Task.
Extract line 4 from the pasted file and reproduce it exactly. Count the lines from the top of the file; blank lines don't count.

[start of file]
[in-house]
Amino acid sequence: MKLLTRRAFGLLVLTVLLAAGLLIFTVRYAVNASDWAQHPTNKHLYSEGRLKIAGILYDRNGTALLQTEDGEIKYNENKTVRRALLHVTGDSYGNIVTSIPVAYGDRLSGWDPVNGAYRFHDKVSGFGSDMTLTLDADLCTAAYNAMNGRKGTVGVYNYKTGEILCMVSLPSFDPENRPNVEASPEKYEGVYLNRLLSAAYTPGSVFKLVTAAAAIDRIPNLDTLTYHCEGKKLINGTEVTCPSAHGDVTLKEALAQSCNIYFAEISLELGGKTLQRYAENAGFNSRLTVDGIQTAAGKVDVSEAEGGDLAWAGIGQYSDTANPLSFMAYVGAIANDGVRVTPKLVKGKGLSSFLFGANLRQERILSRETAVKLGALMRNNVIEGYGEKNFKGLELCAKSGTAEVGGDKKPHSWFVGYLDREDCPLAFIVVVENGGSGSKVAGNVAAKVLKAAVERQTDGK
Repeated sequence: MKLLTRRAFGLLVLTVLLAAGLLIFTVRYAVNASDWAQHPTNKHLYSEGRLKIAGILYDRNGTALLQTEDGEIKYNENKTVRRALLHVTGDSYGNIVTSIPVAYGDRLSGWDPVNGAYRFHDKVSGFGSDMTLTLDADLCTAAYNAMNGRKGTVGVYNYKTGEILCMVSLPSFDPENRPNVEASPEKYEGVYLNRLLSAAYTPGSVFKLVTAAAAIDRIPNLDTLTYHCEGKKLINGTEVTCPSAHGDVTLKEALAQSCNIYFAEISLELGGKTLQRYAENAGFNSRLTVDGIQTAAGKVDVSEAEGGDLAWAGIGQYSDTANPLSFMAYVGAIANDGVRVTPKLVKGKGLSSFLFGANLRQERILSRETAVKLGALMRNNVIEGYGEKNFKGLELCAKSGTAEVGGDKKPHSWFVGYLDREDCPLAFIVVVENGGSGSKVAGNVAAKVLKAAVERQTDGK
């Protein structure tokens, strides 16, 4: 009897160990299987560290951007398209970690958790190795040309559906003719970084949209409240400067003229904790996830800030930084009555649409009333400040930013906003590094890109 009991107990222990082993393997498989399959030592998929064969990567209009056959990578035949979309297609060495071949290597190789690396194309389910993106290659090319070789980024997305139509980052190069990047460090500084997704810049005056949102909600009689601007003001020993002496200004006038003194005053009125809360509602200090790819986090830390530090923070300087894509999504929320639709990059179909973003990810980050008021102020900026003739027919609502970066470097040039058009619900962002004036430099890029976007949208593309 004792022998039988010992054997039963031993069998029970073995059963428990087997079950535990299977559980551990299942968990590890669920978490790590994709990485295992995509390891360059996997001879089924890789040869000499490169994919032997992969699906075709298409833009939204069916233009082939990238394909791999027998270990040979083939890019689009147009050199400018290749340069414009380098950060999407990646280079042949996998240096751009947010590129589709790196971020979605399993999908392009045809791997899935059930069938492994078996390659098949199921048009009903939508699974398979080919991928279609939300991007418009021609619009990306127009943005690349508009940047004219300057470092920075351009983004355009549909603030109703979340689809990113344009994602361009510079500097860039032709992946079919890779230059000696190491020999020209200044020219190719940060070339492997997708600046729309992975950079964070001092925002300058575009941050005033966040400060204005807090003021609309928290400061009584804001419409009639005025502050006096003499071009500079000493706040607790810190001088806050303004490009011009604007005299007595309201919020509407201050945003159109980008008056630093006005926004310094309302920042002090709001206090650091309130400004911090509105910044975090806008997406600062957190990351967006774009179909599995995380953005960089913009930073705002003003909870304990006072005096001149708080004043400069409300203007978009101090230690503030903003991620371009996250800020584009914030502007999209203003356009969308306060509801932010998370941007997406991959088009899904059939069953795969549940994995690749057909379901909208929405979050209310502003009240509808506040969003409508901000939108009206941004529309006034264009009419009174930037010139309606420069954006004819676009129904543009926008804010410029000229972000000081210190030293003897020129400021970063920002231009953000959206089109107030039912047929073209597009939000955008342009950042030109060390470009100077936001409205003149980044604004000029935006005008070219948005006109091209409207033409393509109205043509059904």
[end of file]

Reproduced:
């Protein structure tokens, strides 16, 4: 009897160990299987560290951007398209970690958790190795040309559906003719970084949209409240400067003229904790996830800030930084009555649409009333400040930013906003590094890109 009991107990222990082993393997498989399959030592998929064969990567209009056959990578035949979309297609060495071949290597190789690396194309389910993106290659090319070789980024997305139509980052190069990047460090500084997704810049005056949102909600009689601007003001020993002496200004006038003194005053009125809360509602200090790819986090830390530090923070300087894509999504929320639709990059179909973003990810980050008021102020900026003739027919609502970066470097040039058009619900962002004036430099890029976007949208593309 004792022998039988010992054997039963031993069998029970073995059963428990087997079950535990299977559980551990299942968990590890669920978490790590994709990485295992995509390891360059996997001879089924890789040869000499490169994919032997992969699906075709298409833009939204069916233009082939990238394909791999027998270990040979083939890019689009147009050199400018290749340069414009380098950060999407990646280079042949996998240096751009947010590129589709790196971020979605399993999908392009045809791997899935059930069938492994078996390659098949199921048009009903939508699974398979080919991928279609939300991007418009021609619009990306127009943005690349508009940047004219300057470092920075351009983004355009549909603030109703979340689809990113344009994602361009510079500097860039032709992946079919890779230059000696190491020999020209200044020219190719940060070339492997997708600046729309992975950079964070001092925002300058575009941050005033966040400060204005807090003021609309928290400061009584804001419409009639005025502050006096003499071009500079000493706040607790810190001088806050303004490009011009604007005299007595309201919020509407201050945003159109980008008056630093006005926004310094309302920042002090709001206090650091309130400004911090509105910044975090806008997406600062957190990351967006774009179909599995995380953005960089913009930073705002003003909870304990006072005096001149708080004043400069409300203007978009101090230690503030903003991620371009996250800020584009914030502007999209203003356009969308306060509801932010998370941007997406991959088009899904059939069953795969549940994995690749057909379901909208929405979050209310502003009240509808506040969003409508901000939108009206941004529309006034264009009419009174930037010139309606420069954006004819676009129904543009926008804010410029000229972000000081210190030293003897020129400021970063920002231009953000959206089109107030039912047929073209597009939000955008342009950042030109060390470009100077936001409205003149980044604004000029935006005008070219948005006109091209409207033409393509109205043509059904």